In Joana Hadjithomas and Khalil Joreige’s Memory Box, shown in the 2021 Berlinale‘s main Competition, girls just wanna have fun and dig up their mothers’ secrets, of course – here bundled up rather neatly into a package that comes by post one day and, as observed by the grumpy grandmother, “would spoil Christmas”. Christmas in Montreal, that is, as that’s where Alex’s (Paloma Vauthier) family lives now, following their escape from war-torn Beirut ages ago.
Grandma might be right, as it hasn’t necessarily been a smooth uprooting: she still refuses to speak French on a daily basis, and Alex’s mother, Maia (Rim Turki), doesn’t really share that much with her teenage daughter. Then again, it might be the perfect excuse for Alex to do what she was specifically instructed not to, meaning opening that Pandora’s box full of old journals and tapes that her mum kept sending to her then best friend when they were both in their teens.
It’s very fitting that One Way or Another by Blondie keeps blasting here, as this girl just won’t budge. Respect for personal privacy be damned: she’s gonna find her mother, one way or another, fully engrossed in these notes and old pictures. And, in her eyes at least, she’s ready to become her new confidante – fascinating, honest and, ultimately, so very similar, with dark locks hair-sprayed into partial submission. “She said she never smoked!” goes Alex’s half-annoyed, half-thrilled summary as she keeps sharing her findings, but soon, an actual story emerges through these little details: that of a passionate first love, obviously, but also of war, which cut her mother’s youth short and has never been discussed at home since.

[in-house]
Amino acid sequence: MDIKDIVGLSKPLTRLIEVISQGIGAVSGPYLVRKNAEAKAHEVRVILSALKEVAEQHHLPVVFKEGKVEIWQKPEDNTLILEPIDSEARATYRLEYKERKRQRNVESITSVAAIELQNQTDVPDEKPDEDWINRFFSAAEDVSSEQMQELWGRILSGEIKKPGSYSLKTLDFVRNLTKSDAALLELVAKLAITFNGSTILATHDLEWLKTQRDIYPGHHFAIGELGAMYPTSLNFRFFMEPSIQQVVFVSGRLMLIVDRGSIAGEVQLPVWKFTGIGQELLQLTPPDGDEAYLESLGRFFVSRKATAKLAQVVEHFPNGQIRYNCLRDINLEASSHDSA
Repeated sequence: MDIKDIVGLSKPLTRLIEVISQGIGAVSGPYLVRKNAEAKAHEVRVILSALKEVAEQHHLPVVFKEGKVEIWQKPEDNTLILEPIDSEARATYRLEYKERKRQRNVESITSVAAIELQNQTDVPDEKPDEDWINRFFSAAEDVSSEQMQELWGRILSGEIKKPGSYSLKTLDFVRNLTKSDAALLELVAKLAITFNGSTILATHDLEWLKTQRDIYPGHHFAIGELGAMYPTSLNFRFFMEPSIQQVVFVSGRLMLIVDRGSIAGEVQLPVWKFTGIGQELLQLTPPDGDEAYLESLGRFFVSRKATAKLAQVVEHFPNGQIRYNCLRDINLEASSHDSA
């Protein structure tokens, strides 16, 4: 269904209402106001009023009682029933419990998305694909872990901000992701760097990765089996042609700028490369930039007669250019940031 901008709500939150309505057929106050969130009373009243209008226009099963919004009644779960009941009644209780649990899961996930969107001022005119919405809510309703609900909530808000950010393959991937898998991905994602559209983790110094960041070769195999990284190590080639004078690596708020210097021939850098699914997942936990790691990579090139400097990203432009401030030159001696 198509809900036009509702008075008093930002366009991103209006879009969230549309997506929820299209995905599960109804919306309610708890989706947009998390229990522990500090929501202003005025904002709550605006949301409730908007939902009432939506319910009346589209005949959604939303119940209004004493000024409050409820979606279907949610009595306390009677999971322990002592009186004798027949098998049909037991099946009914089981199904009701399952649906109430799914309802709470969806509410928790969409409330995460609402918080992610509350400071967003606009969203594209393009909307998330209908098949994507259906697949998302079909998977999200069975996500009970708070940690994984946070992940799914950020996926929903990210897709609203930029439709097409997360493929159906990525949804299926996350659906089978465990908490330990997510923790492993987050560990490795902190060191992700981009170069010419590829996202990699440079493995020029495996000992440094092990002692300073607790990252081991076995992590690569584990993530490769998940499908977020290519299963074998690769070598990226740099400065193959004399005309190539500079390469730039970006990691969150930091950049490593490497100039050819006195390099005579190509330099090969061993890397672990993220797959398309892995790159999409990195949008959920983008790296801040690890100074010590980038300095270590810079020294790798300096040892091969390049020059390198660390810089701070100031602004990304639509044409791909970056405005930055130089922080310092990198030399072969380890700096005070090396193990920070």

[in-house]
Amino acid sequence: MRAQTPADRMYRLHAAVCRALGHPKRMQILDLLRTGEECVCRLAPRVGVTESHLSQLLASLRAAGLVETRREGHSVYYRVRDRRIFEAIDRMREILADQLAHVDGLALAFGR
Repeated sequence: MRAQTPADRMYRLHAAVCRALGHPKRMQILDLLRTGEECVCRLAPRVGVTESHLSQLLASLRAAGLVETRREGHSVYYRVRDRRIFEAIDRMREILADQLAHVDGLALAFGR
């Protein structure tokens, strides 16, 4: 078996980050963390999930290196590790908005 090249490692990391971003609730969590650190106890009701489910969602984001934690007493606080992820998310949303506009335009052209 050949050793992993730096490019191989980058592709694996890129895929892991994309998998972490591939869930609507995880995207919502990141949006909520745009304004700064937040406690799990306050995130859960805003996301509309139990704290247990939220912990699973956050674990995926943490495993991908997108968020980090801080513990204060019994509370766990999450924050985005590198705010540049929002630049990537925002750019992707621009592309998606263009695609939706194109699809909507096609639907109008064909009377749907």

Visually, it’s a very dynamic tale, with the directors leaving personal traces here and there, announcing right from the start that it’s “freely adapted from the correspondence of Joana Hadjithomas 1982-1988” and Joreige’s own photographs. It’s also visually dynamic because Alex is already way into building her own archive, documenting every change in her body or mood (and squirrels) on her smartphone, that “memory box” we all forget we actually have. It’s fun seeing her go from these old photos to her own snaps, the two interacting and coexisting quite happily, with the help of some good, old flashbacks once Maia, too, is allowed to speak up.
But when it’s time to come back to the real world, these head-on, emotional confrontations that the whole thing is supposedly leading up to don’t convince. It’s almost as if the actresses dealt better with everything on their own, just like their characters did for years anyway, and although a therapist would surely disagree, what’s unsaid works much better here than a clear summary of everything that went wrong. Or maybe it’s just that sense of mystery that’s suddenly missing. Perhaps that’s what you get for opening that box.
Memory Box just premiered in Competition at this year’s virtual edition of the Berlinale.